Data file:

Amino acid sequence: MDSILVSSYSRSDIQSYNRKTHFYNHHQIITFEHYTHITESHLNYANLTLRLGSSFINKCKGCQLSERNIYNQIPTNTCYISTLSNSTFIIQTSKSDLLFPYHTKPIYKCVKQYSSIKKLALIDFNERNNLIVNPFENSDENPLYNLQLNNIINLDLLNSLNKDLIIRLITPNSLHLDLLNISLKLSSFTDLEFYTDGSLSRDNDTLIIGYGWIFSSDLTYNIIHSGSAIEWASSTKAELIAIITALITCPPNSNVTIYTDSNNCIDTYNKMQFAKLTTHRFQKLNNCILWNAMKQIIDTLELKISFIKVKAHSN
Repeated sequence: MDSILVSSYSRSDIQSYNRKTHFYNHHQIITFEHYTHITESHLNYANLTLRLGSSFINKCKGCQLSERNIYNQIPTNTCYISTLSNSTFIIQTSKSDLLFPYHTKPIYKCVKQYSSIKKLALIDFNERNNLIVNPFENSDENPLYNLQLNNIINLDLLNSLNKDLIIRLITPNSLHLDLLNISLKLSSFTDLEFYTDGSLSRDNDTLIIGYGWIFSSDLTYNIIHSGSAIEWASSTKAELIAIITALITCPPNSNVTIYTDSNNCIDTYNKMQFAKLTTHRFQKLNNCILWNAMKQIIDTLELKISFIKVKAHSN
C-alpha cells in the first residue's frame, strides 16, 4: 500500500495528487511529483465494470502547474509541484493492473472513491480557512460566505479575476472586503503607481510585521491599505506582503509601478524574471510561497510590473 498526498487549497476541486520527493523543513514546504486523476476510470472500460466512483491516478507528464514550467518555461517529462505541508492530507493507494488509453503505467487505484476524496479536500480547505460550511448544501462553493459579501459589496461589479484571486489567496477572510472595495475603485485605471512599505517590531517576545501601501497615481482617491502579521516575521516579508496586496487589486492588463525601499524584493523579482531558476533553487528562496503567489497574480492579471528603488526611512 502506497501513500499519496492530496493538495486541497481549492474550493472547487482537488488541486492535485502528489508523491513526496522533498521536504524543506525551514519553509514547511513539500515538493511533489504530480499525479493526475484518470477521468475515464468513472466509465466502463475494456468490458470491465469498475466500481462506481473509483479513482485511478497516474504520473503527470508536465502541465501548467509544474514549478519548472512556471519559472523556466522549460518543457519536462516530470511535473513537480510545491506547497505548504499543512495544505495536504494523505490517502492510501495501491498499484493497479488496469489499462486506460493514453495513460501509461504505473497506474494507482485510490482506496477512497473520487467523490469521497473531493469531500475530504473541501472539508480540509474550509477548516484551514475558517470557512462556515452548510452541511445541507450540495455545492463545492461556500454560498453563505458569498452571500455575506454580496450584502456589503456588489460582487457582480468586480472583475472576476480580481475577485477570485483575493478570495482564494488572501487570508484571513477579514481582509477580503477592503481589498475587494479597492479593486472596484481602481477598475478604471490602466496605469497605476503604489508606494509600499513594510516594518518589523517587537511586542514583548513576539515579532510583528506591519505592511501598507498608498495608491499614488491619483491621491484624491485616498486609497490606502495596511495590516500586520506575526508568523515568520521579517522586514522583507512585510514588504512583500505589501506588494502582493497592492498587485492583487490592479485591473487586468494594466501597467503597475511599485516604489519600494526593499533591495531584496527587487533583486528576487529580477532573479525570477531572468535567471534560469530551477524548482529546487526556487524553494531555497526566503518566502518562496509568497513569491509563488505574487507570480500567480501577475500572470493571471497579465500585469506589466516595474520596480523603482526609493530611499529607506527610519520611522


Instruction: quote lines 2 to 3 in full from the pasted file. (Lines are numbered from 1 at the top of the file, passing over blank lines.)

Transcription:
Repeated sequence: MDSILVSSYSRSDIQSYNRKTHFYNHHQIITFEHYTHITESHLNYANLTLRLGSSFINKCKGCQLSERNIYNQIPTNTCYISTLSNSTFIIQTSKSDLLFPYHTKPIYKCVKQYSSIKKLALIDFNERNNLIVNPFENSDENPLYNLQLNNIINLDLLNSLNKDLIIRLITPNSLHLDLLNISLKLSSFTDLEFYTDGSLSRDNDTLIIGYGWIFSSDLTYNIIHSGSAIEWASSTKAELIAIITALITCPPNSNVTIYTDSNNCIDTYNKMQFAKLTTHRFQKLNNCILWNAMKQIIDTLELKISFIKVKAHSN
C-alpha cells in the first residue's frame, strides 16, 4: 500500500495528487511529483465494470502547474509541484493492473472513491480557512460566505479575476472586503503607481510585521491599505506582503509601478524574471510561497510590473 498526498487549497476541486520527493523543513514546504486523476476510470472500460466512483491516478507528464514550467518555461517529462505541508492530507493507494488509453503505467487505484476524496479536500480547505460550511448544501462553493459579501459589496461589479484571486489567496477572510472595495475603485485605471512599505517590531517576545501601501497615481482617491502579521516575521516579508496586496487589486492588463525601499524584493523579482531558476533553487528562496503567489497574480492579471528603488526611512 502506497501513500499519496492530496493538495486541497481549492474550493472547487482537488488541486492535485502528489508523491513526496522533498521536504524543506525551514519553509514547511513539500515538493511533489504530480499525479493526475484518470477521468475515464468513472466509465466502463475494456468490458470491465469498475466500481462506481473509483479513482485511478497516474504520473503527470508536465502541465501548467509544474514549478519548472512556471519559472523556466522549460518543457519536462516530470511535473513537480510545491506547497505548504499543512495544505495536504494523505490517502492510501495501491498499484493497479488496469489499462486506460493514453495513460501509461504505473497506474494507482485510490482506496477512497473520487467523490469521497473531493469531500475530504473541501472539508480540509474550509477548516484551514475558517470557512462556515452548510452541511445541507450540495455545492463545492461556500454560498453563505458569498452571500455575506454580496450584502456589503456588489460582487457582480468586480472583475472576476480580481475577485477570485483575493478570495482564494488572501487570508484571513477579514481582509477580503477592503481589498475587494479597492479593486472596484481602481477598475478604471490602466496605469497605476503604489508606494509600499513594510516594518518589523517587537511586542514583548513576539515579532510583528506591519505592511501598507498608498495608491499614488491619483491621491484624491485616498486609497490606502495596511495590516500586520506575526508568523515568520521579517522586514522583507512585510514588504512583500505589501506588494502582493497592492498587485492583487490592479485591473487586468494594466501597467503597475511599485516604489519600494526593499533591495531584496527587487533583486528576487529580477532573479525570477531572468535567471534560469530551477524548482529546487526556487524553494531555497526566503518566502518562496509568497513569491509563488505574487507570480500567480501577475500572470493571471497579465500585469506589466516595474520596480523603482526609493530611499529607506527610519520611522